The Outdoor Industry’s Future Leaders Come Together to Move Us Forward
Class 5 of the Skip Yowell Future Leadership Academy (FLA) started much like every other class. Participants kicked off the program at Outdoor Retailer + Snow Show at a meet-and-greet event with their mentors, followed by a happy hour celebration with past FLA participants who are now part of the Future Leadership Alumni Group (FLAG). They spent the following weekend getting to know each other, rock climbing and participating in their first set of leadership development activities.
But in early March, with COVID-19 restrictions in place, OIA made the decision to cancel FLA’s hallmark program event: a five-day, in-person retreat in Granby, Colorado. That’s when program director, Kristen Freaney, and this year’s 36 class participants had to get creative and lean into the real-time leadership lessons this crisis provided.
“People need community now more than ever to deal with the uncertainty, stress and social isolation that we’re all experiencing on some level,” said Freaney. “This is also totally uncharted territory, professionally speaking. We’re all navigating new scenarios around managing teams remotely, having difficult conversations about the health of our businesses and creating a culture of transparency and psychological safety for our employees.”
Unlike previous FLA classes that graduated in June at Outdoor Retailer Summer Market, this year’s class will extend their learning through late-October, in hopes of holding that in-person retreat on the back end of the program. “While this year’s FLA class will look a bit different from past classes, they’re reaping the benefits of this tight-knit support system and sounding board at a time when it’s really needed,” says Freaney.
That sentiment is echoed by Class 5 participants, who are leveraging leadership lessons to meet real-time challenges. They’re finding community and support while navigating the realities of an economic downturn.
For some participants, it’s all about developing leadership skills. “Being part of the FLA Class 5 community couldn’t have come at a better time,” says Rachael Nichols of Sea to Summit. “I have learned how I can be a source of stability and an outlet for my team in a time of isolation. Through guidance from my FLA program mentor and our True Colors personality working session, I learned how to play toward my strengths in strategic organization. I built a new plan that prioritized what our team needs to get after the rest of the year, providing structure and stability for the team in this time of uncertainty.”
For others, FLA has been a way to build community and share resources. “I have found that in this time of extreme uncertainty, it’s remarkably helpful to have an outside group of individuals to turn to for support, advice and guidance,” says June Shen-Epstein of Burton. She added, ”From my program capstone team to the weekly large group calls to my mentor calls, getting the perspective of people who are all around the country and in different aspects of the industry has been so helpful to my mental health.”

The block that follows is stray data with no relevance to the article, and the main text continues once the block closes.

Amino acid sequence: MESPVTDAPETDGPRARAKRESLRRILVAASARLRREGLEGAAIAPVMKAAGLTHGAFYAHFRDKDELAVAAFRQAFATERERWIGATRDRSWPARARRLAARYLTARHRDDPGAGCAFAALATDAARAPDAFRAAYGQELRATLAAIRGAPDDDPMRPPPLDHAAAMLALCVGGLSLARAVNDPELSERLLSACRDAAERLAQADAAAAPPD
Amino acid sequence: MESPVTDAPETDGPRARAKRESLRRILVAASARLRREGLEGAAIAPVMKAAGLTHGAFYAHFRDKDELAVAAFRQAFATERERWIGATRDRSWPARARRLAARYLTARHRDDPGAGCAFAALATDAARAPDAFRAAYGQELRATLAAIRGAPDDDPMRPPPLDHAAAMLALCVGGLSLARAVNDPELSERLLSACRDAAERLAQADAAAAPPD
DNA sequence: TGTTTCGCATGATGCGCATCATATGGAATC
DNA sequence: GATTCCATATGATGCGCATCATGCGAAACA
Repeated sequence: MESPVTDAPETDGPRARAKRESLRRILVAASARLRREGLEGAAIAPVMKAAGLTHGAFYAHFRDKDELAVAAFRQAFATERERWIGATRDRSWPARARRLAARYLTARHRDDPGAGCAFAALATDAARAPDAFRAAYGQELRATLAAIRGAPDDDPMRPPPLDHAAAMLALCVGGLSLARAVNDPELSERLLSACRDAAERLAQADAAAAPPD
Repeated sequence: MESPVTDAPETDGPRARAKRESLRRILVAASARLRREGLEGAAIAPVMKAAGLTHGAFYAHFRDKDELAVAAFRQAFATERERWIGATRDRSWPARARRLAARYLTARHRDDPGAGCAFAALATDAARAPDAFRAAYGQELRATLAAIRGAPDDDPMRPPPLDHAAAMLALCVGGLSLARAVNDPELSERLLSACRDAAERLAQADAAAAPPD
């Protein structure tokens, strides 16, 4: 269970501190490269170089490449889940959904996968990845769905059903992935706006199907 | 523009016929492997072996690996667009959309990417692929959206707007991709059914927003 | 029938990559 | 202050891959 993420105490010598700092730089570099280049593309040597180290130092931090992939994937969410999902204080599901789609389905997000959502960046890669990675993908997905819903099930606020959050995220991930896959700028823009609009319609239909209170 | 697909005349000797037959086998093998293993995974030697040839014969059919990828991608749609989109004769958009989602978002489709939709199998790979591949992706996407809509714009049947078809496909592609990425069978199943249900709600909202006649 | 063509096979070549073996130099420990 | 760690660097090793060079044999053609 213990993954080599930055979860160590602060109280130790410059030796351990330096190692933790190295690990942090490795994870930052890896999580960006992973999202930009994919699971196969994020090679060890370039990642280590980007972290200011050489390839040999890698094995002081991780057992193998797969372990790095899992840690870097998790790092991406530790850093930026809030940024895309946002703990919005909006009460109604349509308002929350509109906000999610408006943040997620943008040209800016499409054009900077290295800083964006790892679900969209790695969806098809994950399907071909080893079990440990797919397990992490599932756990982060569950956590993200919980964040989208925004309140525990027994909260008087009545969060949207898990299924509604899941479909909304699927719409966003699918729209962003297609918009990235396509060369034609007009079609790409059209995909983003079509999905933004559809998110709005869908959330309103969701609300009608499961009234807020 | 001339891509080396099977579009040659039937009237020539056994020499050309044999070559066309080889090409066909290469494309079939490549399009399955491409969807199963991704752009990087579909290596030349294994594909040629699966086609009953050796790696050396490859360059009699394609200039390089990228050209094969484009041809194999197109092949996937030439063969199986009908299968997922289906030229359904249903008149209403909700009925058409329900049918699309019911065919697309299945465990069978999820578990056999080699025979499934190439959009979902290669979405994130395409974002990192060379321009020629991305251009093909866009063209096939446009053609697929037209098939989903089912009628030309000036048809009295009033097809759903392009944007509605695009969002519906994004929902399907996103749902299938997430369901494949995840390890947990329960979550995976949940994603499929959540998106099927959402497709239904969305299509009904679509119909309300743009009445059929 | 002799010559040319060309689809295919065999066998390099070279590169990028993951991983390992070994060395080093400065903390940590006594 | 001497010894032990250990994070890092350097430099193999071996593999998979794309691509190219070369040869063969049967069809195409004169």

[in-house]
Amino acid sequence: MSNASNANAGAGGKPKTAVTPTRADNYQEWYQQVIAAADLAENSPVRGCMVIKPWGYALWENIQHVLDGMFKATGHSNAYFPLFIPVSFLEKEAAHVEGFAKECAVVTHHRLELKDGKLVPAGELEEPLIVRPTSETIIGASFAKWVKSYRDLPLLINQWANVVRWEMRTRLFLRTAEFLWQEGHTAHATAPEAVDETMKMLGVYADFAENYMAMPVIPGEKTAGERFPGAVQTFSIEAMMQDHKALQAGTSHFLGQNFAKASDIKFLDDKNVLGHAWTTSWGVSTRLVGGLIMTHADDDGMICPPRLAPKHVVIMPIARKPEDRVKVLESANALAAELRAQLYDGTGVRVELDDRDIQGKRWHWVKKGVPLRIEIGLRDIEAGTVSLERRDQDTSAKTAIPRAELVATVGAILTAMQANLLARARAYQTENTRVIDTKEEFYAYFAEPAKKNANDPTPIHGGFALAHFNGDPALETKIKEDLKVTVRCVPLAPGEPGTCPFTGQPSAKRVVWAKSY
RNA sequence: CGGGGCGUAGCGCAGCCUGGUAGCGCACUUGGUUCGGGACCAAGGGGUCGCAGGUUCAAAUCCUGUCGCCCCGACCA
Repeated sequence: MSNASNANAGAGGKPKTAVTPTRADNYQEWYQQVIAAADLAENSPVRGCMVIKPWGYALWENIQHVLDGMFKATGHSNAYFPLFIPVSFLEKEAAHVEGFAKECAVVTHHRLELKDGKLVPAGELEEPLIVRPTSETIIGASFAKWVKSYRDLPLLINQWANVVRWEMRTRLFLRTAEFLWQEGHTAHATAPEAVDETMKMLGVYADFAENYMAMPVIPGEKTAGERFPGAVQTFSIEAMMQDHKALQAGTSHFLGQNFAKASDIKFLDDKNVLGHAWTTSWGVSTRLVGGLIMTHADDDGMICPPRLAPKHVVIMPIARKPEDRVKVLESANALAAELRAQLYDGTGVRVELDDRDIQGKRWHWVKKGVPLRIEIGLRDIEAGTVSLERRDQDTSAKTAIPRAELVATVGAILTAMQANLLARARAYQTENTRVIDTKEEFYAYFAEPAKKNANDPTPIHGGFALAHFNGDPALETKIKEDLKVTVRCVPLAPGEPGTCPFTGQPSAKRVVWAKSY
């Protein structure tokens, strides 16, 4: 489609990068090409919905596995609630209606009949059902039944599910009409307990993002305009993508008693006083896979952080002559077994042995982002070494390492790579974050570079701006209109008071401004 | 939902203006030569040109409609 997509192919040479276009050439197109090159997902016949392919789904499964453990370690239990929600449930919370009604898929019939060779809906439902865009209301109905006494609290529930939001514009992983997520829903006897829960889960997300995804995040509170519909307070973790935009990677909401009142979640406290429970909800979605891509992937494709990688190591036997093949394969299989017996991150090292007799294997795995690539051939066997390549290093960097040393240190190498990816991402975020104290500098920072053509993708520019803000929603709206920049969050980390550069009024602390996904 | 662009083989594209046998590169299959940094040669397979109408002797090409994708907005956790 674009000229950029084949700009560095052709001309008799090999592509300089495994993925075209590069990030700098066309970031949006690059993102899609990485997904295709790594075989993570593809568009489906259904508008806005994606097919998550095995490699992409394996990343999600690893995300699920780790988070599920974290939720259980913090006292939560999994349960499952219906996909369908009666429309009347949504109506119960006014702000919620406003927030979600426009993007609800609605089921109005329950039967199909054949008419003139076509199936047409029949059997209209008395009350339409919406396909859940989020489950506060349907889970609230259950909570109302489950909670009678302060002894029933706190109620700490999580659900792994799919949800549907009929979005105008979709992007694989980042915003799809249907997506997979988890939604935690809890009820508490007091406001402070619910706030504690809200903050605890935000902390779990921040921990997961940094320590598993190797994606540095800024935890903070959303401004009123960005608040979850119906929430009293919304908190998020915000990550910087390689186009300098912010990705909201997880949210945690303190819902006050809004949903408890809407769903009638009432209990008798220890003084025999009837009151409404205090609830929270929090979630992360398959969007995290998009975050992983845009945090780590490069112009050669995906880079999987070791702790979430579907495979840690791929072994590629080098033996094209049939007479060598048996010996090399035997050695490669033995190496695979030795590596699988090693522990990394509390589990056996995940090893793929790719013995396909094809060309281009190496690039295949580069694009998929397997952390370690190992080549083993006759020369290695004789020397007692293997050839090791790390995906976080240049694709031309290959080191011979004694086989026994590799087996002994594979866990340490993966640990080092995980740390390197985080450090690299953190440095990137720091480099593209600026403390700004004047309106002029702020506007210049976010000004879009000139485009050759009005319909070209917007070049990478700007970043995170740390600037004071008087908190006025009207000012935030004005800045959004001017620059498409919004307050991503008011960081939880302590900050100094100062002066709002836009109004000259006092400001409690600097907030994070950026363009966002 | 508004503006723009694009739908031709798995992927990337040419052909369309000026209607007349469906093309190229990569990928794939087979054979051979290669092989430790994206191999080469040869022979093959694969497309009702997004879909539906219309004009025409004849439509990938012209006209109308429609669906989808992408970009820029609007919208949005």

Jess Smith of Outside PR adds: “I feel incredibly lucky to have this group of peers and advisors who are willing to band together and share information, create a network of strength and swiftly pivot to engage with and understand the situation at hand.”
To support participants in real time, the FLA program has pivoted much of its content. “I have been able to take ideas and concepts that we have shared in our FLA campfires, webinars and happy hours and apply them directly to my current position and own team,” says Smith. “We now have a stronger emphasis on personal check-ins, which gives our team time to share any thoughts or issues that might not be directly related to work but are impacting their emotional and mental health during these difficult times. We have also added a JEDI (Justice, Equity, Diversity and Inclusion) program to our capabilities as a PR agency, formulating a taskforce dedicated to consulting and advising on issues within the space for our clients and media.”
Because of the global situation, many outdoor industry businesses have been directly and financially impacted. A number of FLA participants’ careers have taken unexpected turns. Some have been temporarily furloughed, others have had hours significantly reduced and a few have been forced to explore new opportunities entirely.
Natalie Colvin of Toad&Co, a small privately held outdoor clothing company that was hit hard by the closing of retail partners, says, “The program became even more important after I was furloughed, providing me a support system and sounding board during the craziness of COVID-19. FLA has given me the opportunity to stay engaged and excited about our industry.”
While Madalen Moore of Oros Apparel hasn’t lost her job, her approach to daily work life has had to shift. “I am trying to hold onto the take-charge-of-my-career attitude I was gaining before everything changed,” says Moore. “I’m trying not to become a victim of this unprecedented situation and reframe my skills and what I’m learning in FLA for a post-pandemic world. It’s a privilege to think critically about industry-wide topics a few times a week while also dealing with the day to day.”
While the future is uncertain, it’s clear that our post-pandemic world will rely even more upon community and strong leadership—cornerstones of the FLA program. For participant Kaitlin Tripi of REI Adventures, the program provides hope for the future. “I’m thankful to have the whole FLA crew during this really challenging time. We’re all weathering this thing together, and I know we’ll come out the other end stronger for it.”